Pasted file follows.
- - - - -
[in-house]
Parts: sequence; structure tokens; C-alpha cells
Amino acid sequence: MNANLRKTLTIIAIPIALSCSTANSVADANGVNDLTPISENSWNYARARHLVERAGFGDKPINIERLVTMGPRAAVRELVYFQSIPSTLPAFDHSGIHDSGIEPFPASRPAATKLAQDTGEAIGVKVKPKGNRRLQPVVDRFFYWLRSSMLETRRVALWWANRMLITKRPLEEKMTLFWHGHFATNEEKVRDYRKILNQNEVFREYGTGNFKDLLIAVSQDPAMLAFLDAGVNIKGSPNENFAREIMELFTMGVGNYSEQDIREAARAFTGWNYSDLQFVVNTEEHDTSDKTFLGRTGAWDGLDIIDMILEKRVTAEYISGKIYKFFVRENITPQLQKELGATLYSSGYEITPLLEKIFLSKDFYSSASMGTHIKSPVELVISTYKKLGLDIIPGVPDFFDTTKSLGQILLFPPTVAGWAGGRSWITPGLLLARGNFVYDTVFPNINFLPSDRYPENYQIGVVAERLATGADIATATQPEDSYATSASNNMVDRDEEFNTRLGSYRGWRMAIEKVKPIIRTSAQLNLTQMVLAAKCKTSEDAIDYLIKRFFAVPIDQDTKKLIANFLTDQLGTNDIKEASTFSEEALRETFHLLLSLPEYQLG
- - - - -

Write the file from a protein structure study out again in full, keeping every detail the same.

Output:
[in-house]
Parts: sequence; structure tokens; C-alpha cells
Amino acid sequence: MNANLRKTLTIIAIPIALSCSTANSVADANGVNDLTPISENSWNYARARHLVERAGFGDKPINIERLVTMGPRAAVRELVYFQSIPSTLPAFDHSGIHDSGIEPFPASRPAATKLAQDTGEAIGVKVKPKGNRRLQPVVDRFFYWLRSSMLETRRVALWWANRMLITKRPLEEKMTLFWHGHFATNEEKVRDYRKILNQNEVFREYGTGNFKDLLIAVSQDPAMLAFLDAGVNIKGSPNENFAREIMELFTMGVGNYSEQDIREAARAFTGWNYSDLQFVVNTEEHDTSDKTFLGRTGAWDGLDIIDMILEKRVTAEYISGKIYKFFVRENITPQLQKELGATLYSSGYEITPLLEKIFLSKDFYSSASMGTHIKSPVELVISTYKKLGLDIIPGVPDFFDTTKSLGQILLFPPTVAGWAGGRSWITPGLLLARGNFVYDTVFPNINFLPSDRYPENYQIGVVAERLATGADIATATQPEDSYATSASNNMVDRDEEFNTRLGSYRGWRMAIEKVKPIIRTSAQLNLTQMVLAAKCKTSEDAIDYLIKRFFAVPIDQDTKKLIANFLTDQLGTNDIKEASTFSEEALRETFHLLLSLPEYQLG